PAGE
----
Too many college graduates these days are embracing the message that it's fine to fritter away their 20s and figure things out by the ripe old age of 30, writes clinical psychologist Meg Jay in the Los Angeles Times. Which is too bad because "our 20s are life's developmental sweet spot," she writes. "They matter. A lot." Yeah, the economy is lousy and our pop culture "fetishizes" the idea that the 20s should now just be a period of extended adolescence.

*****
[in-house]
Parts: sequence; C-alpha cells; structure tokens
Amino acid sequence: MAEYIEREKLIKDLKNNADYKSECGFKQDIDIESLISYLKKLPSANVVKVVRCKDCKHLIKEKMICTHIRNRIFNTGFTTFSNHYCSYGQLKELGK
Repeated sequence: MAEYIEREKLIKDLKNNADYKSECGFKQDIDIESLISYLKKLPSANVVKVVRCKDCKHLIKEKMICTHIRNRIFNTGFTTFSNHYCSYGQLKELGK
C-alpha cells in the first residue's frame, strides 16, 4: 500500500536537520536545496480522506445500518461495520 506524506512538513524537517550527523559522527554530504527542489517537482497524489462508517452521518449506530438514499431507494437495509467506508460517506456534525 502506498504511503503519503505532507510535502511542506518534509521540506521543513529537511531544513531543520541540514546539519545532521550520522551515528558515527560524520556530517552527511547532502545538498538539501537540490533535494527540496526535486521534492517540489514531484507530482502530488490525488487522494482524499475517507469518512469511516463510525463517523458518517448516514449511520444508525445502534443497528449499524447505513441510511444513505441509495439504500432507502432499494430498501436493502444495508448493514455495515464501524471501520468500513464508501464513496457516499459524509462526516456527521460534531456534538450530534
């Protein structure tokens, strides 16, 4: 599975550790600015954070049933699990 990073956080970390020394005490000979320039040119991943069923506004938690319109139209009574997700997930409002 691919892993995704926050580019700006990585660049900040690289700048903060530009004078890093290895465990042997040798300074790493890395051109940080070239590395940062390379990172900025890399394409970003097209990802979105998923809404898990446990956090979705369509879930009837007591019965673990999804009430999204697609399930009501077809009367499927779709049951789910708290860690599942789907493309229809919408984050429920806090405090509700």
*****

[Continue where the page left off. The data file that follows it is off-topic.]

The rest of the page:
College grads would be wise not to use those things as excuses, to find false comfort in the slogan that "30 is the new 20." It's not. Where we end up in our 30s and 40s largely depends on what we do in our 20s, writes Jay. In fact, she offers a new definition of the midlife crisis: It "isn't buying a red sports car. It's smart, well-meaning 40-year-olds grieving a little as they look at themselves—and at me sitting across the room—and say about their 20s, 'What was I doing? What was I thinking?'" Read the full column here.